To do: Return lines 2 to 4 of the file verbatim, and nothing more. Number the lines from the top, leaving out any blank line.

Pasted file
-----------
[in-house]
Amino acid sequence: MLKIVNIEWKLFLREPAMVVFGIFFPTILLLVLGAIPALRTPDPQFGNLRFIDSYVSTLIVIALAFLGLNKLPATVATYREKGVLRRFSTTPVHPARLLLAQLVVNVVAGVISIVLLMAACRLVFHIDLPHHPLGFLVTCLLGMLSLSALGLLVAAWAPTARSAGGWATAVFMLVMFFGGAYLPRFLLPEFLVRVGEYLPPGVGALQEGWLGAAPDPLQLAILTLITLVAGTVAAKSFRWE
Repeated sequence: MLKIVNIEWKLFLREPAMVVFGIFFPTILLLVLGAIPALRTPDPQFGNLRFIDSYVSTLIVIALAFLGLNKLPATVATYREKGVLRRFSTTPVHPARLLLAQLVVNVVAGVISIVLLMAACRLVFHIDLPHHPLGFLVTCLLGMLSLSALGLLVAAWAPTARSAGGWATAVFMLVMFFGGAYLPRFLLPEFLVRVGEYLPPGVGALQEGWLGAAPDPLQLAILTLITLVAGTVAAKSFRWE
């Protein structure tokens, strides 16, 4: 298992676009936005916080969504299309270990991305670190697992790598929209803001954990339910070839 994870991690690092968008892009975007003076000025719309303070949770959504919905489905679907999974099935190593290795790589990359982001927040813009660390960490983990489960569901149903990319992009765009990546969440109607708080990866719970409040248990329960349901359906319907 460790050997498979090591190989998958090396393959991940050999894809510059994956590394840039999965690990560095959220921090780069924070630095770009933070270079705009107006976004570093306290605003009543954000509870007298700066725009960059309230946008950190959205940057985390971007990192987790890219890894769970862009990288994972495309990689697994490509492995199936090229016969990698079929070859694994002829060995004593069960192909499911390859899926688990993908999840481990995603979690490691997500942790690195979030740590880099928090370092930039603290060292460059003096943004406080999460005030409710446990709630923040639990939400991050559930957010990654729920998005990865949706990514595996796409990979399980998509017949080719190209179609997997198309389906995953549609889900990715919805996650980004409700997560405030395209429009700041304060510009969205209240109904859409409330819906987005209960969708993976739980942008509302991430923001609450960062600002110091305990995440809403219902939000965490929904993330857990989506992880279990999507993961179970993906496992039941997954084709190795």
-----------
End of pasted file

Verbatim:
Amino acid sequence: MLKIVNIEWKLFLREPAMVVFGIFFPTILLLVLGAIPALRTPDPQFGNLRFIDSYVSTLIVIALAFLGLNKLPATVATYREKGVLRRFSTTPVHPARLLLAQLVVNVVAGVISIVLLMAACRLVFHIDLPHHPLGFLVTCLLGMLSLSALGLLVAAWAPTARSAGGWATAVFMLVMFFGGAYLPRFLLPEFLVRVGEYLPPGVGALQEGWLGAAPDPLQLAILTLITLVAGTVAAKSFRWE
Repeated sequence: MLKIVNIEWKLFLREPAMVVFGIFFPTILLLVLGAIPALRTPDPQFGNLRFIDSYVSTLIVIALAFLGLNKLPATVATYREKGVLRRFSTTPVHPARLLLAQLVVNVVAGVISIVLLMAACRLVFHIDLPHHPLGFLVTCLLGMLSLSALGLLVAAWAPTARSAGGWATAVFMLVMFFGGAYLPRFLLPEFLVRVGEYLPPGVGALQEGWLGAAPDPLQLAILTLITLVAGTVAAKSFRWE
């Protein structure tokens, strides 16, 4: 298992676009936005916080969504299309270990991305670190697992790598929209803001954990339910070839 994870991690690092968008892009975007003076000025719309303070949770959504919905489905679907999974099935190593290795790589990359982001927040813009660390960490983990489960569901149903990319992009765009990546969440109607708080990866719970409040248990329960349901359906319907 460790050997498979090591190989998958090396393959991940050999894809510059994956590394840039999965690990560095959220921090780069924070630095770009933070270079705009107006976004570093306290605003009543954000509870007298700066725009960059309230946008950190959205940057985390971007990192987790890219890894769970862009990288994972495309990689697994490509492995199936090229016969990698079929070859694994002829060995004593069960192909499911390859899926688990993908999840481990995603979690490691997500942790690195979030740590880099928090370092930039603290060292460059003096943004406080999460005030409710446990709630923040639990939400991050559930957010990654729920998005990865949706990514595996796409990979399980998509017949080719190209179609997997198309389906995953549609889900990715919805996650980004409700997560405030395209429009700041304060510009969205209240109904859409409330819906987005209960969708993976739980942008509302991430923001609450960062600002110091305990995440809403219902939000965490929904993330857990989506992880279990999507993961179970993906496992039941997954084709190795």